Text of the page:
NHL Still Waiting For Blockbuster

Cory Stillman

There is ten more days until the NHL trading deadline.

And the biggest deal so far is an Ottawa-Senators-Carolina-Hurricane swap that wasn’t all too thrilling. 

The lack of trades so far this year is astonishing, and disappointing, for fans who follow the game. When the biggest deal made, before the previously mentioned one, was a Doug Weight for Andy McDonald trade-off, then a light should go on within the NHL’s head.

Why are there so little trades?

The answer is simple. When you have 26 buyers in the entire league, there are very little opportunities out there for the general managers to complete any transactions.  

Every team is basically in the playoff run, excluding several bottom feeders, which means that they are looking to improve their team for this year, and not for the years after. In other words, they are looking for rentals, for lasting players, for star power, and for the final ingredient to complete their team. All we’ve seen so far are prospects, no-namers, and draft picks. Definitely nothing to text message all your hockey friends for, that’s for sure.

There is a shortage of squads in the NHL right now who are willing to give up a vital aspect of their team for prospects and picks because they are hanging onto the fact that they can still compete to win it all this year.

Cammalleri

Take L.A. for example, they know that they have no chance of winning,, that’s why names like Rob Blake, Ladislav Nagy, Mike Cammalleri, etc., are mentioned in trade rumours.

A large factor into this lack of sellers is the salary cap. Since the league is now on an “even playing field“, they are all competitive, which I’m not complaining about, but they also have to watch their spending limit. Some deals can not be made simply because the team cannot afford the player financially.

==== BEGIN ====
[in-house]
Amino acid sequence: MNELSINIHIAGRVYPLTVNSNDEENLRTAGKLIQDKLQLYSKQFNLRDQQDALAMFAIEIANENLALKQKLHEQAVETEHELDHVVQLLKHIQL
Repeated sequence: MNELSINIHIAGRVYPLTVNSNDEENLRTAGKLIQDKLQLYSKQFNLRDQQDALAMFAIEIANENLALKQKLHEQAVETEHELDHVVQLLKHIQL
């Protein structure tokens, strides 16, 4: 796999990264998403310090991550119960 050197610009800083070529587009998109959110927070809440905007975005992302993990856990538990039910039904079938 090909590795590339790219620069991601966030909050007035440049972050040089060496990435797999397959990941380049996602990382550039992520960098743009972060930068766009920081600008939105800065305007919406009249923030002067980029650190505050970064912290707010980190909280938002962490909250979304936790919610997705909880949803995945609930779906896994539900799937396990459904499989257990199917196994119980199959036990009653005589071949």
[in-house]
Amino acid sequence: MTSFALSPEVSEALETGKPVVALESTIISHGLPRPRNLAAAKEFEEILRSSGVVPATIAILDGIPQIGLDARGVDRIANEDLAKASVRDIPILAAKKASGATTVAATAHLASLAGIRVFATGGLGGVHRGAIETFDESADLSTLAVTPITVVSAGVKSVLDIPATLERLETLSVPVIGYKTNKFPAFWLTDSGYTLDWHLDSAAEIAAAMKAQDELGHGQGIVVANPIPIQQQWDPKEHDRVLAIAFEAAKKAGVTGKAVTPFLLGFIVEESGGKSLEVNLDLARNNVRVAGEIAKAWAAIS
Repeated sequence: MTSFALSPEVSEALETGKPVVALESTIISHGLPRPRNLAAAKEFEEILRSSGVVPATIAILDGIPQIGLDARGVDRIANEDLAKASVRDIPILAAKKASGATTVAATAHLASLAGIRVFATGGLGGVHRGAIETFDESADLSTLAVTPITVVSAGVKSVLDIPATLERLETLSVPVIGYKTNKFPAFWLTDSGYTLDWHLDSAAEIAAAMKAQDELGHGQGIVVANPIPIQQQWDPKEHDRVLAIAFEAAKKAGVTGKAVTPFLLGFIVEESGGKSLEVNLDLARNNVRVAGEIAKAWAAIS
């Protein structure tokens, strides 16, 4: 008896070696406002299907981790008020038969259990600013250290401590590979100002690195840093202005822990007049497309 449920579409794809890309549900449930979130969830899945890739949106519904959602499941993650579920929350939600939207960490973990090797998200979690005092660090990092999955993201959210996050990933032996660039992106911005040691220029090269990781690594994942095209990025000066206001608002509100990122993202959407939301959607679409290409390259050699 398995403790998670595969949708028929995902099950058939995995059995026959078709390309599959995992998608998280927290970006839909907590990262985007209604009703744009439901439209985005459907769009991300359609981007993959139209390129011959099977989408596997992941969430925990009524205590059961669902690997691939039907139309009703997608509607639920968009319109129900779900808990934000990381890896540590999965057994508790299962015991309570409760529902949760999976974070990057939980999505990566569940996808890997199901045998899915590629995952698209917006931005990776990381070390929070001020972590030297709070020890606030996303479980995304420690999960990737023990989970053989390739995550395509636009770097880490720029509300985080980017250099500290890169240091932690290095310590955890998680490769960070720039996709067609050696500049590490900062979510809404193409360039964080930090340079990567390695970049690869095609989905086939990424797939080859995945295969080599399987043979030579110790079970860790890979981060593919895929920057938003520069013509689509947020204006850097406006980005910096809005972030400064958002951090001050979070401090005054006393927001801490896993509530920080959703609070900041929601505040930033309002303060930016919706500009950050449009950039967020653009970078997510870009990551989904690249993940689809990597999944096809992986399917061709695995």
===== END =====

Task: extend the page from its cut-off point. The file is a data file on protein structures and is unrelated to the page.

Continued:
Last season saw some major deals sprung at the deadline, but the difference was that the standings were more divided, as opposed to the tightness of this year’s rankings. Even though names like Olli Jokinen are involved in hearsays, the Florida Panthers have a great chance at claiming a playoff spot, and they are more reluctant to give up the heart and soul of their team. Same can be said about a player like Marian Hossa, minus the contract negotiations and all.

There is no negative aspect in making the NHL more competitive in the standings, but it does deprive fans of being blown away by mind-boggling, team altering trades. In a way, it takes away from a fan’s experience.

The opportunity for diehard and arm-chair GMs to dissect and analyze a deal is now a rarity, unless of course a J.D Forrest for future considerations swap really entices you.

Rumours are only fun when some become reality. And so far, it hasn’t happened.

There is ten more days, and hopefully NHL fans can start getting excited about a new star on their team.

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One Response

  1. that was a great week for partying, terrible week for posting.

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